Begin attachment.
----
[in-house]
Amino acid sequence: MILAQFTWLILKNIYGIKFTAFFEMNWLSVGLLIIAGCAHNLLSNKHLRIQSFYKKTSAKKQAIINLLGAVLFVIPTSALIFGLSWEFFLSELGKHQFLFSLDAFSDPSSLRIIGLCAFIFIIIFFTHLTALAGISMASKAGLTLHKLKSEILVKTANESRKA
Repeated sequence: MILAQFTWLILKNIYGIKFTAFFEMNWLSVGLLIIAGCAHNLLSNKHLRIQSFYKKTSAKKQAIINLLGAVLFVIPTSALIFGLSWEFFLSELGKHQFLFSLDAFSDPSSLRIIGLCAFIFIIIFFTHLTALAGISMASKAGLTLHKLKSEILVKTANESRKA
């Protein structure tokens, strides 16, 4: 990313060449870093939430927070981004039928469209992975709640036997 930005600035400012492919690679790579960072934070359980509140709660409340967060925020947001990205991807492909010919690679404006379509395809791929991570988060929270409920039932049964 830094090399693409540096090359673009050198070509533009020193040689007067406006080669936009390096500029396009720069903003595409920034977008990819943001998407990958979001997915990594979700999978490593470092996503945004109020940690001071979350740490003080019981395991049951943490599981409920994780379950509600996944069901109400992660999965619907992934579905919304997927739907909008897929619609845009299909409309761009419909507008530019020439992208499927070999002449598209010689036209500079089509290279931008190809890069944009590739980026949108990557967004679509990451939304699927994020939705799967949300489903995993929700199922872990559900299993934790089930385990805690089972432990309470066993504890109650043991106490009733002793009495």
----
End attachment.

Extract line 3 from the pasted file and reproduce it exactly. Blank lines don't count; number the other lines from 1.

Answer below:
Repeated sequence: MILAQFTWLILKNIYGIKFTAFFEMNWLSVGLLIIAGCAHNLLSNKHLRIQSFYKKTSAKKQAIINLLGAVLFVIPTSALIFGLSWEFFLSELGKHQFLFSLDAFSDPSSLRIIGLCAFIFIIIFFTHLTALAGISMASKAGLTLHKLKSEILVKTANESRKA